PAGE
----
The Slash: 20-Foot Clearing Stretches 5,525 Miles Across World’s Longest Border

Image by Carolyn Cuskey (CC BY 2.0)

Camp Widjiwagan counselors have been known to tell young campers (including this author) certain tall tales as they ventured up through the Boundary Waters Canoe Area in Northern Minnesota. Crossing into Canada, for instance, they would say that if you squint hard, you can see a “border chain” hanging in the lake below. Some kids laughed it off — others were convinced they could spot it. This mythical nautical divider was an inside joke among counselors, but the land border is more visibly marked than many people realize.

From Arctic Village, Alaska to Houlton, Maine, the border between Canada and the United States is the longest in the world. Much of the surrounding landscape is relatively wild and untouched. But extending out ten feet from the line on either side is a zone known as “the Slash.”

Slash with border marker by Paul Pehrson (CC BY 2.0)

Stripped of trees, this slice runs through national forests and over mountains. It is too long and remote to be continuously cut down, but every few years (longer on the Western sections, where growth is slower) workers freshly deforest the greenery that grows back.

It might seem unnecessary, but there is a reason for this intervention: a person on either side wandering close to the border can see it and recognize they’re approaching the line. So each year, American taxpayers pay around half a cent each to the International Boundary Commission (IBC) to help periodically maintain this dividing void.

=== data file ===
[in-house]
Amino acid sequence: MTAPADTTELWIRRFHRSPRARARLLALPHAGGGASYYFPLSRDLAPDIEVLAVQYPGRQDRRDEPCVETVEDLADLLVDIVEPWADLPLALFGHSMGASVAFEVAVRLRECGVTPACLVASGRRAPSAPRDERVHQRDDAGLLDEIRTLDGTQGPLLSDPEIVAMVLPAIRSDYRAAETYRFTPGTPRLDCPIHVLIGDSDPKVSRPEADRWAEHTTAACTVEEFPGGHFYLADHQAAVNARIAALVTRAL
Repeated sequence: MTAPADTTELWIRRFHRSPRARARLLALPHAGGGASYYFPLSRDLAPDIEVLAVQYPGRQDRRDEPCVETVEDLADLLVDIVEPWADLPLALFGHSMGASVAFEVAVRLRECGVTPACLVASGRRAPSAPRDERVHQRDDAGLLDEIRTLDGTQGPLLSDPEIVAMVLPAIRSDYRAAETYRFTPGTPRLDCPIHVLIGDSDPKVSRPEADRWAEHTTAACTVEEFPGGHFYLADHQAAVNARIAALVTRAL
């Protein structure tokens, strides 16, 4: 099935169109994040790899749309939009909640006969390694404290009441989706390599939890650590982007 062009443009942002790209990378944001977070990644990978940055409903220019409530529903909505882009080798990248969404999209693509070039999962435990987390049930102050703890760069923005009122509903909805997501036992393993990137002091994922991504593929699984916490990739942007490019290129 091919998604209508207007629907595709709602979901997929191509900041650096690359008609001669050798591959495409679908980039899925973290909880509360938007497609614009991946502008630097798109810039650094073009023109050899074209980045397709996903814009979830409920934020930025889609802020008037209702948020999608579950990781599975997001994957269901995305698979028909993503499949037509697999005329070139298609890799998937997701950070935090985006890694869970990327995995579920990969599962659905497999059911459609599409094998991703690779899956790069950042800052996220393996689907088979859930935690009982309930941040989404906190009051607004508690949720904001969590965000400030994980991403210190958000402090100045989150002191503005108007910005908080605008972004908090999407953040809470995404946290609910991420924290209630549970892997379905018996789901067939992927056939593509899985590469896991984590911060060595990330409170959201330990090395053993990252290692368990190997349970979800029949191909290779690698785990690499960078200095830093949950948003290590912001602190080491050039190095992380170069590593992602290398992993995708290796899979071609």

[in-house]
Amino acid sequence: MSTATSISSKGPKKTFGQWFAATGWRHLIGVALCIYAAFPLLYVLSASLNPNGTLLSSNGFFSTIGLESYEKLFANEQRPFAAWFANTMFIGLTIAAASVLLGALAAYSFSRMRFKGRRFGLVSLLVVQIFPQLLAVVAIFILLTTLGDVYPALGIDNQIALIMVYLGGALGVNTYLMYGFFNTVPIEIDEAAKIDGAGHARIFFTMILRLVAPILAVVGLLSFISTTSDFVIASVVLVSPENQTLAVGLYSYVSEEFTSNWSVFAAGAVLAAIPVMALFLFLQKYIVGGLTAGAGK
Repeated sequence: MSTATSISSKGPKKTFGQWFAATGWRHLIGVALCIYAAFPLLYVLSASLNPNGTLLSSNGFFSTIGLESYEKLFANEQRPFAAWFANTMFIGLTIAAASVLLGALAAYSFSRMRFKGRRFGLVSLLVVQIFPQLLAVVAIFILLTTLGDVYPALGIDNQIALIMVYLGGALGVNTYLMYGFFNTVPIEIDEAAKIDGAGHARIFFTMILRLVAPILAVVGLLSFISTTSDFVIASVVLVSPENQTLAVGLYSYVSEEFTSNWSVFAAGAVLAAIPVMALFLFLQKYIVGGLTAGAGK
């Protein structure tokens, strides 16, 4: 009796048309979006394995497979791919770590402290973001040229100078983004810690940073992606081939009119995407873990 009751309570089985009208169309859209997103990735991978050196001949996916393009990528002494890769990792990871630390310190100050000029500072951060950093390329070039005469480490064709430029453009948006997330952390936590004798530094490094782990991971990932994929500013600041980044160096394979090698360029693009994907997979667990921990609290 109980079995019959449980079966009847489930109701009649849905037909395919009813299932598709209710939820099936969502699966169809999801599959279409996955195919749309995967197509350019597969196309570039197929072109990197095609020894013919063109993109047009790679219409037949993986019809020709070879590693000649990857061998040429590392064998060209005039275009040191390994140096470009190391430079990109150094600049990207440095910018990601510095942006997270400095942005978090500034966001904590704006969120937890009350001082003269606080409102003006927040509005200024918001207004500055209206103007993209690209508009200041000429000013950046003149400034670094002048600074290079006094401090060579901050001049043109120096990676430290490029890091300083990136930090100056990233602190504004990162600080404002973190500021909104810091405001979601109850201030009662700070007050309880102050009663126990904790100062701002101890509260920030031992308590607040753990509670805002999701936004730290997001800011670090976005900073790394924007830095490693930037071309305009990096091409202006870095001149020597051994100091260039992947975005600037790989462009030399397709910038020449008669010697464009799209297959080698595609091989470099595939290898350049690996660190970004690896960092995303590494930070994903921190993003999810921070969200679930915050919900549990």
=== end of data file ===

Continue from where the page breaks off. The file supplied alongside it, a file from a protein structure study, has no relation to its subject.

The work is split between countries. Per Julia Shipley, “U.S. and Canadian divisions of the IBC both have their own staff, equipment and budget. The two groups meet once a year to divvy up their work.” Crews of five to ten people are sent out to various locations. To the east, many of the crews stay in motels — in the west, they camp out.

Border markers along the Slash at Glacier National Park by Cohen.Canada (CC BY-SA 2.0)

“It all started in the 1800s, when the US-Canada border line was set at the 49th parallel,” writes Lew Blank. “The Slash was cut and over 8,000 original border markers were laid down, most of which are still standing along The Slash to this day.” But without GPS systems, the markers strayed by hundreds of feet in many places. Other mapping errors led to the creation of things like the Northwest Angle.

“Seeing the Slash can be as simple as going to Google Maps,” explains Blank, “zooming towards the US-Canada border, and switching to satellite view. Those looking for a more up close view can travel to Newport, Vermont and hop aboard Northern Star Cruises, which will take you right alongside the Slash. Another way to see the slash is in Waterton-Glacier International Peace Park, on the Pacific Crest Trail, the Continental Divide Trail to Canada, or the Long Trail in Vermont.”

The Slash also seems like a unique opportunity to travel from coast to coast — an intrepid hiker and paddler could perhaps portage and kayak through otherwise overgrown sections, forever following the thin line.

Comments (3)

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  1. TPB

    Not that I’m dumb, but if The Slash is continuous, how does it end in Alaska and not in Washington state?

  2. Max

    This might have made sense 100 years ago, but today, in the digital age, this is pretty stupid. Take a hint from the European Schengen Zone.

  3. Glenn

    Likely, it would be a terrible route to hike across North America in many sections. The low growth would probably be impassable compared to the adjacent forest. If you’ve ever hiked through the woods and had to cross a right of way, they can be completely choked with bushes which constantly try to close off the trail.

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